Indonesian Foreign Minister Retno Marsudi has urged Australia to "immediately investigate and legally process" the perpetrators behind the flying of the outlawed Papuan Morning Star flag at the Indonesian consulate in Melbourne, in the latest dispute between the countries.
The Jakarta Post newspaper reported that a Caucasian suspect had reportedly scaled a wall more than 2.5m high from an adjoining building complex on Friday afternoon, when most staff were away for prayers, and hoisted the flag, which is a symbol of the Papuan independence movement.
Another person recorded the incident from outside the gate of the consulate building, it added. The Australian authorities are looking into the matter, the report said.
The Indonesian Foreign Ministry yesterday called the break-in a "criminal act that cannot be tolerated at all".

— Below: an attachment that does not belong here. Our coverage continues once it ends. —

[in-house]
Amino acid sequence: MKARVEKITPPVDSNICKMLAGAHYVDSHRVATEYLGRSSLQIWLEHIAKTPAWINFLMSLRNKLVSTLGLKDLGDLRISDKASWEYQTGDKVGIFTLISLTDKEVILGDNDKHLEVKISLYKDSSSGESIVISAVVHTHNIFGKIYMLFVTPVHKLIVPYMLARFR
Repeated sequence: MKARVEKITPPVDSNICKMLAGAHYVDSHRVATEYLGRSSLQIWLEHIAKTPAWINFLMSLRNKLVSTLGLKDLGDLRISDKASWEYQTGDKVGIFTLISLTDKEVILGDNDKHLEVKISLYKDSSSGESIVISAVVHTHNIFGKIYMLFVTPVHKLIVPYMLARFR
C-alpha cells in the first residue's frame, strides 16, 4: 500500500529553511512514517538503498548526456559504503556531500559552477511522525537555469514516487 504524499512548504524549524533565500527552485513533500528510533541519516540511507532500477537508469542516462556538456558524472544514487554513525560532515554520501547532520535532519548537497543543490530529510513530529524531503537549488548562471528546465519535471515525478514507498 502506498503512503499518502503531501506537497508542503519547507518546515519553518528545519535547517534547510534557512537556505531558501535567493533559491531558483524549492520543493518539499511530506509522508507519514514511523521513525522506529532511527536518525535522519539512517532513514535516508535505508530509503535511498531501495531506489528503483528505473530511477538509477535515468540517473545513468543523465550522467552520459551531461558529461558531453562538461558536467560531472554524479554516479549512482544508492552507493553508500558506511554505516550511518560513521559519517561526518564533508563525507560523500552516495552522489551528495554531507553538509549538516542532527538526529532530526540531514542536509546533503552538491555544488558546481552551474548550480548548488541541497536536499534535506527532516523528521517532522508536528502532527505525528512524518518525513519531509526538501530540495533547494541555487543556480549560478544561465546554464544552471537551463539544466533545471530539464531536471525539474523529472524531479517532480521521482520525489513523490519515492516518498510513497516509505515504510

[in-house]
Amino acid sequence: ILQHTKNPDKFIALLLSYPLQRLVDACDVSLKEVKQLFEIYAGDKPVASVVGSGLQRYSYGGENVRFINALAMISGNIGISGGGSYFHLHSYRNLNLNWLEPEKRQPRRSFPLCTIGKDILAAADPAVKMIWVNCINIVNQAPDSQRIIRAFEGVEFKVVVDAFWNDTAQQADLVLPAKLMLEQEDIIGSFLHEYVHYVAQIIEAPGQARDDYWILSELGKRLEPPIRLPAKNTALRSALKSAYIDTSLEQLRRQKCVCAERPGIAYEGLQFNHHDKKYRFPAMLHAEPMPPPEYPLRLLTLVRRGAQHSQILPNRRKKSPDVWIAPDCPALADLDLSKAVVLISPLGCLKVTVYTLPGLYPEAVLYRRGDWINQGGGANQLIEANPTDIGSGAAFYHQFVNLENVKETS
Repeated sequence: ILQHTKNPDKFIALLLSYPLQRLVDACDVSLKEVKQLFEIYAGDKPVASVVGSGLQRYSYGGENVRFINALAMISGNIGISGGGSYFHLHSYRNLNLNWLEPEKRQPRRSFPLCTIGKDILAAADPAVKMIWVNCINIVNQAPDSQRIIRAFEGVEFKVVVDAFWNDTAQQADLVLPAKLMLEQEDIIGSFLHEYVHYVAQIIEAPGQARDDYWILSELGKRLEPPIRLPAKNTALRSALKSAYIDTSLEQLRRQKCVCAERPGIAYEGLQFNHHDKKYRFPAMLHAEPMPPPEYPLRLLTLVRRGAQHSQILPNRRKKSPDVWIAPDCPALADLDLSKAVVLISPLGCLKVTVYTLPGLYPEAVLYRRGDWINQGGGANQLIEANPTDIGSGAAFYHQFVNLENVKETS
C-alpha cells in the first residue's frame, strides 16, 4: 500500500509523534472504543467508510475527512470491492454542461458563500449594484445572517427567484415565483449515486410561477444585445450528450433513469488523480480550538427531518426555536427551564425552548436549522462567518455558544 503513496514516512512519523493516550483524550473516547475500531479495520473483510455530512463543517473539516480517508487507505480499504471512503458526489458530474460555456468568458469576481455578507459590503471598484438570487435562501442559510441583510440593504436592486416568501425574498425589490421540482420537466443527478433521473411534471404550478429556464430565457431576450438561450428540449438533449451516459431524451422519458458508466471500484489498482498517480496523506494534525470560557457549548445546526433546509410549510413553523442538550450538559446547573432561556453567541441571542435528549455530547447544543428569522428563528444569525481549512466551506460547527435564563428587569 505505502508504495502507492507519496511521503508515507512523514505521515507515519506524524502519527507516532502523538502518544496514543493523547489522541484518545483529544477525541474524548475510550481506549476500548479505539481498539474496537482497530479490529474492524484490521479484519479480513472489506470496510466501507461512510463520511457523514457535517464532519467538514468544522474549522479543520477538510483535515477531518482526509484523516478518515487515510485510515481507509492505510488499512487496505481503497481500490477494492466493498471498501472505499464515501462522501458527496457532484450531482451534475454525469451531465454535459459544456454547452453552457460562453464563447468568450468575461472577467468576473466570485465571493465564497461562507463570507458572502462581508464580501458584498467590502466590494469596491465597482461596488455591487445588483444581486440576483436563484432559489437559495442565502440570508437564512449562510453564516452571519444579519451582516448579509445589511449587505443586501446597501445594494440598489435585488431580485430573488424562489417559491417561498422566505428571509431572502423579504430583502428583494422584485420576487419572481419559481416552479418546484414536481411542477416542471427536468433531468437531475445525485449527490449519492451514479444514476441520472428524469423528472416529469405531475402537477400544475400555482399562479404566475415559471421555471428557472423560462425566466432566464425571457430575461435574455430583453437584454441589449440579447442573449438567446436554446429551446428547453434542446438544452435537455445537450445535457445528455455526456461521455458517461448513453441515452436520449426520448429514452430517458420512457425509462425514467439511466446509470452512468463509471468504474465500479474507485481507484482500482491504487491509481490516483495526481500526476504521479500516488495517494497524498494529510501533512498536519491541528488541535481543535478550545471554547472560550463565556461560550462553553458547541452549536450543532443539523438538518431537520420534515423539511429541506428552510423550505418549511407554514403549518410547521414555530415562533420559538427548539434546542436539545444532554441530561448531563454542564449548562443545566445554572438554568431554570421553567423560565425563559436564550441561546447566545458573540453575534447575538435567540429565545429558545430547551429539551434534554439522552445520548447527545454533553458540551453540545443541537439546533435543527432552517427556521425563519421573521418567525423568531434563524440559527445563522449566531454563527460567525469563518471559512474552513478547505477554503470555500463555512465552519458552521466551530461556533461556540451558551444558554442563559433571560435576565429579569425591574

It added: "Australia has an obligation and responsibility to immediately process the law and ensure the safety of all Indonesian missions in Australia."
Ms Retno "had communicated" with her Australian counterpart Julie Bishop yesterday, and the Indonesian ambassador in Canberra is continuing the communication with the Australian authorities.
The latest incident comes days after another row in which Indonesia announced it had suspended military cooperation with Australia after offensive training materials were found at Campbell Barracks in Perth last month.
Indonesian armed forces (TNI) commander Gatot Nurmantyo, who reportedly issued the order of suspension on Dec 29, said last Thursday that the materials were "unethical" and "disparaged the TNI and Indonesians, including ideology of the Indonesian nation", Pancasila. The materials mentioned Indonesian province West Papua needing to become independent and spelt Pancasila as Pancagila. "Gila" means crazy in Indonesian.
President Joko Widodo said late last week that relations between the two neighbours "remain good" and asked General Gatot and Defence Minister Ryamizard Ryacudu to resolve the issue.